26. Hughes, D.; Judge, C.; Murphy, R.; Loughlin, E.; Costello, M.; Whiteley, W.; Bosch, J.; O’Donnell, M.J.; Canavan, M. Association of Blood Pressure Lowering with Incident Dementia or Cognitive Impairment: A Systematic Review and Meta-analysis. JAMA 2020, 323, 1934–1944. [Google Scholar] [CrossRef] [PubMed]
  27. The SPRINT MIND Investigators for the SPRINT Research Group; Williamson, J.D.; Pajewski, N.M.; Auchus, A.P.; Bryan, R.N.; Chelune, G.; Cheung, A.K.; Cleveland, M.L.; Coker, L.H.; Crowe, M.G.; et al. Effect of Intensive vs Standard Blood Pressure Control on Probable Dementia: A Randomized Clinical Trial. JAMA 2019, 321, 553–561. [Google Scholar] [CrossRef]
  28. Iadecola, C.; Gottesman, R.F. Neurovascular and Cognitive Dysfunction in Hypertension. Circ. Res. 2019, 124, 1025–1044. [Google Scholar] [CrossRef]
  29. Hashem, H.A.; Mustafa, Y.H. Correlation between Metabolic Syndrome and Mild Cognitive Impairment. J. Alzheimers Dis. Parkinsonism 2018, 8, 414. [Google Scholar] [CrossRef]
  30. Reitz, C.; Tang, M.X.; Luchsinger, J.; Mayeux, R. Relation of plasma lipids to Alzheimer disease and vascular dementia. Arch. Neurol. 2004, 61, 705–714. [Google Scholar] [CrossRef]
  31. Sáiz-Vazquez, O.; Puente-Martínez, A.; Ubillos-Landa, S.; Pacheco-Bonrostro, J.; Santabárbara, J. Cholesterol and Alzheimer’s Disease Risk: A Meta-Meta-Analysis. Brain Sci. 2020, 10, 386. [Google Scholar] [CrossRef]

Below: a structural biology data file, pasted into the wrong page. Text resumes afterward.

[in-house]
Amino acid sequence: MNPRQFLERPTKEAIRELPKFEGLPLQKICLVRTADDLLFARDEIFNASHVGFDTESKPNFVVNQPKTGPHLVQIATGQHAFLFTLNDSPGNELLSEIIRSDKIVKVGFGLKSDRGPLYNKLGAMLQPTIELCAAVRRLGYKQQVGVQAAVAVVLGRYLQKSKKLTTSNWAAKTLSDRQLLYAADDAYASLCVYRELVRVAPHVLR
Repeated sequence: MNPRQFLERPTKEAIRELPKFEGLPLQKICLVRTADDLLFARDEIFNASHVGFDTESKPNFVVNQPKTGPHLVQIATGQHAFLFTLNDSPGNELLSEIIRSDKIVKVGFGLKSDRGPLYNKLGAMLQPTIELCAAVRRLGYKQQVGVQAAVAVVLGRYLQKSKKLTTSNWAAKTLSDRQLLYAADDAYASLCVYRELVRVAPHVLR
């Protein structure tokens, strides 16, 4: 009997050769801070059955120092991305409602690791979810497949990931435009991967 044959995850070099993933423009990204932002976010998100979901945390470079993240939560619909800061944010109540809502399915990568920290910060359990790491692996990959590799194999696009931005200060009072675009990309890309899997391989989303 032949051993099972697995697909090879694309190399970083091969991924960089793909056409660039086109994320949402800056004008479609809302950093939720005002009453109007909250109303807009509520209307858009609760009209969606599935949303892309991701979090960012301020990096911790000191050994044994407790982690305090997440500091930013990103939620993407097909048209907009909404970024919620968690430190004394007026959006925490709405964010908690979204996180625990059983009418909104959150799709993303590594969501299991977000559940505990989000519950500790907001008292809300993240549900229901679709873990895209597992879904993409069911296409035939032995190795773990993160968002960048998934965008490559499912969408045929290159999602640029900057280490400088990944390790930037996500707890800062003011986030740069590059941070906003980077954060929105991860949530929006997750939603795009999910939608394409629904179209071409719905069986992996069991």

32. Ismail, Z.; Elbayoumi, H.; Fischer, C.E.; Hogan, D.B.; Millikin, C.P.; Schweizer, T.; Mortby, M.E.; Smith, E.E.; Patten, S.B.; Fiest, K.M. Prevalence of Depression in Patients with Mild Cognitive Impairment: A Systematic Review and Meta-analysis. JAMA Psychiatry 2017, 74, 58–67. [Google Scholar] [CrossRef] [PubMed]
  33. Ma, L. Depression, Anxiety, and Apathy in Mild Cognitive Impairment: Current Perspectives. Front. Aging Neurosci. 2020, 12, 9. [Google Scholar] [CrossRef] [PubMed]
  34. Livingston, G.; Huntley, J.; Sommerlad, A.; Ames, D.; Ballard, C.; Banerjee, S.; Brayne, C.; Burns, A.; Cohen-Mansfield, J.; Cooper, C.; et al. Dementia prevention, intervention, and care: 2020 report of the Lancet Commission. Lancet 2020, 396, 413–446. [Google Scholar] [CrossRef]
  35. Whitehair, D.C.; Sherzai, A.; Emond, J.; Raman, R.; Aisen, P.S.; Petersen, R.C.; Fleisher, A.S. Alzheimer’s Disease Cooperative Study. Influence of apolipoprotein E varepsilon4 on rates of cognitive and functional decline in mild cognitive impairment. Alzheimers Dement. 2010, 6, 412–419. [Google Scholar] [CrossRef] [PubMed]
  36. Villalpando-Berumen, J.M.; Mejia-Arango, S.; Aguilar-Salinas, C.A.; Ordonez-Sanchez, M.L.; Gutierrez-Robledo, L.M. Apolipoprotein E epsilon4, Alzheimer’s disease, and cognitive performance in elderly Mexican Mestizos. J. Am. Geriatr. Soc. 2008, 56, 677–682. [Google Scholar] [CrossRef]